I first came across Ballard when I was a teenager. He was a friend of my father’s, and my father championed his early work, calling him “the brightest star in postwar SF” (all purists call science fiction SF, and have nothing but contempt for “sci fi”). Ballard was a beautiful man, with a marvellously full, resonant face and hot eyes, and talked in the cadences of extreme sarcasm with very heavy stresses – he wasn’t being sarcastic, merely expressive. The friendship between the two did not survive Ballard’s increasing interest in experimentalism, which my father always characterised as “buggering about with the reader”. But I was always delighted to see Jim later on. Funnily enough, he was an unusually lovable man, despite the extraordinary weirdness of his imagination. His imagination was formed by his wartime experience in Shanghai, where he was interned by the Japanese. He was 13 at the time and took to the life in the camp as he would “to a huge slum family”. But it wasn’t just the camp that formed him – it was the very low value attached to human life, something he saw throughout his childhood. He told me that he’d seen coolies beaten to death at a distance of five yards from where he was standing, and every morning as he was driven to school in an American limousine there were always fresh bodies lying in the street. Then came the Japanese. He said “people in the social democracies have no idea of the daily brutality of parts of the east. No they don’t, actually. And it’s as well that they don’t.”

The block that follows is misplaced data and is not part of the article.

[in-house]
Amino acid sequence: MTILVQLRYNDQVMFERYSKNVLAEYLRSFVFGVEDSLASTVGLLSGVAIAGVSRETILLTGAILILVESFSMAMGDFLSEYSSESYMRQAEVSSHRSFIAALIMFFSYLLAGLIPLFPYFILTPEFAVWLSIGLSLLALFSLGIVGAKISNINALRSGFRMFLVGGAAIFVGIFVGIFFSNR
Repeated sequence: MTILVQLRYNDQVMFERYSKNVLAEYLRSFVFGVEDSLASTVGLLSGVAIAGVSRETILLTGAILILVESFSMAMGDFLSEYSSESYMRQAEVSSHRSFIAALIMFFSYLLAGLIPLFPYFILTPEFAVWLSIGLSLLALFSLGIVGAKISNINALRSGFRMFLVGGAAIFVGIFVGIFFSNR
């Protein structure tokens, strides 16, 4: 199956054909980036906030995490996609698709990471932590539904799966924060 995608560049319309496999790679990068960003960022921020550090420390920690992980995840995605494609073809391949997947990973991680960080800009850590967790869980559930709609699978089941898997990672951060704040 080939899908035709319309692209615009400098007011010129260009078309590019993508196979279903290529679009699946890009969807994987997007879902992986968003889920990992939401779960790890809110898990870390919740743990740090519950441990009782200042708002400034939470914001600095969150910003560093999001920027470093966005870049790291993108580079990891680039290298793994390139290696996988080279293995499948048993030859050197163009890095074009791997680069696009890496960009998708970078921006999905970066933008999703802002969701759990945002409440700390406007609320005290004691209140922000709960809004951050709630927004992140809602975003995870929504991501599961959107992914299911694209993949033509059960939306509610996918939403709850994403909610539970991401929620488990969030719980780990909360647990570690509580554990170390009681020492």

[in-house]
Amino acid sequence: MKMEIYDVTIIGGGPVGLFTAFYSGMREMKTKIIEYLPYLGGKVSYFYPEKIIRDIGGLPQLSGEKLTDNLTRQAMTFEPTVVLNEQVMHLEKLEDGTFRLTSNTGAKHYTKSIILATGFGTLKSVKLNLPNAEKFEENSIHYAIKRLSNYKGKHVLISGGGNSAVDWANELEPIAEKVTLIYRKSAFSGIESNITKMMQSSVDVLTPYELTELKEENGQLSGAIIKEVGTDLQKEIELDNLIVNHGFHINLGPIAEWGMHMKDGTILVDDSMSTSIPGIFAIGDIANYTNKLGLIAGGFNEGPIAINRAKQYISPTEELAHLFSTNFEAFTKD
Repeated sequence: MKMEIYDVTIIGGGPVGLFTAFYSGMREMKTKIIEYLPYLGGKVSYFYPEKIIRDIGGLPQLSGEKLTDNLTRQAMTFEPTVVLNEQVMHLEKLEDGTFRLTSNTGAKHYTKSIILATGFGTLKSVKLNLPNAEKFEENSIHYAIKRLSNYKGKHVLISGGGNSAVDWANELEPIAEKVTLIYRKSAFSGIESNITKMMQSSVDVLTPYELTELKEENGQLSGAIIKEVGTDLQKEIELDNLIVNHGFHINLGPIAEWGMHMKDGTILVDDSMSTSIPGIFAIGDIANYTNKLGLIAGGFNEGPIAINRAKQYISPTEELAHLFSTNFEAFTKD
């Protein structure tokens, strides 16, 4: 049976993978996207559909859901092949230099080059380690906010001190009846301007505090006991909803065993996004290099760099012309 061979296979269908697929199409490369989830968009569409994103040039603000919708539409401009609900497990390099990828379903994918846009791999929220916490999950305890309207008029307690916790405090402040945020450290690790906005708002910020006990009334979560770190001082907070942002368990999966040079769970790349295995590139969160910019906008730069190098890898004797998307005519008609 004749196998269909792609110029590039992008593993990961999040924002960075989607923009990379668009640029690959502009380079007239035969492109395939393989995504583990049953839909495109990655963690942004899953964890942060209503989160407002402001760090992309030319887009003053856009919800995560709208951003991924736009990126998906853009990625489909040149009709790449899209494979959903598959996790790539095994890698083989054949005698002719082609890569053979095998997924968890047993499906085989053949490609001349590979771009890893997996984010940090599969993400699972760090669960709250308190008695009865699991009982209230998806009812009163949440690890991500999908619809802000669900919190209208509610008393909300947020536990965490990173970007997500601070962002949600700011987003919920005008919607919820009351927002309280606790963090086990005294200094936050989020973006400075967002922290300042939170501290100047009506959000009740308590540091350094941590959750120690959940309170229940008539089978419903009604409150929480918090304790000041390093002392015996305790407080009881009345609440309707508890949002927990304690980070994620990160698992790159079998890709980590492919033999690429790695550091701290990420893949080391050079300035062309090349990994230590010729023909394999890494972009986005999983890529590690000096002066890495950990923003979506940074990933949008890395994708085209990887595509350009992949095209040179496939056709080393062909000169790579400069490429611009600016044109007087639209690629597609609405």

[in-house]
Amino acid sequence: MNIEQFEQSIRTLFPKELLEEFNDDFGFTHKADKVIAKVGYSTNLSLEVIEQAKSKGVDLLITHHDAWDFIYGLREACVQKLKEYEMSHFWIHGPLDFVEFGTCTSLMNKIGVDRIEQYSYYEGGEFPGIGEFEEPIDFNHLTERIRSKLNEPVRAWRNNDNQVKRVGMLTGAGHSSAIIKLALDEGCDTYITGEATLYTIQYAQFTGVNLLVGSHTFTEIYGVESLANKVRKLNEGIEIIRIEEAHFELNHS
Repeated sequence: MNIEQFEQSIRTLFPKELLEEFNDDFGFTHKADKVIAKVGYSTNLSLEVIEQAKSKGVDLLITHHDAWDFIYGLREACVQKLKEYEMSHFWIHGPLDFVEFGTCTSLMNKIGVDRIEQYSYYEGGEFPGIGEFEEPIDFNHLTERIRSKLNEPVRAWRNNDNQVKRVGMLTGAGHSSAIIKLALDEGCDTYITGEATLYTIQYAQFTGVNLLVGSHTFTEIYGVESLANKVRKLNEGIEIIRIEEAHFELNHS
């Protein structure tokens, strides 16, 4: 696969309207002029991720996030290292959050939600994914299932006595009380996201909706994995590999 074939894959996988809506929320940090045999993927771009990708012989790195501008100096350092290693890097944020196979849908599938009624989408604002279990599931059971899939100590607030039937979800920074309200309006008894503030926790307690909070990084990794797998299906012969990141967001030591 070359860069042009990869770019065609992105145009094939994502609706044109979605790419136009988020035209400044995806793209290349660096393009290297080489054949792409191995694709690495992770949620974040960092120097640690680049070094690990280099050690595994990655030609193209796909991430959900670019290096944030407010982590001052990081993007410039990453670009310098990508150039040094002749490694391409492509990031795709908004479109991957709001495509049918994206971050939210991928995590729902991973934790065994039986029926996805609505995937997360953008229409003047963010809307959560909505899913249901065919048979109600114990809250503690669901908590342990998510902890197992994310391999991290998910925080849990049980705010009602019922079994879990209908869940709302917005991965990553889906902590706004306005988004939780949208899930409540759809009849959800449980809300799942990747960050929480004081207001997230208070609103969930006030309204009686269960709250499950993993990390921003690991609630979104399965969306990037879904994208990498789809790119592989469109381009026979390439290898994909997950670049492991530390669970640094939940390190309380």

more from The Guardian here.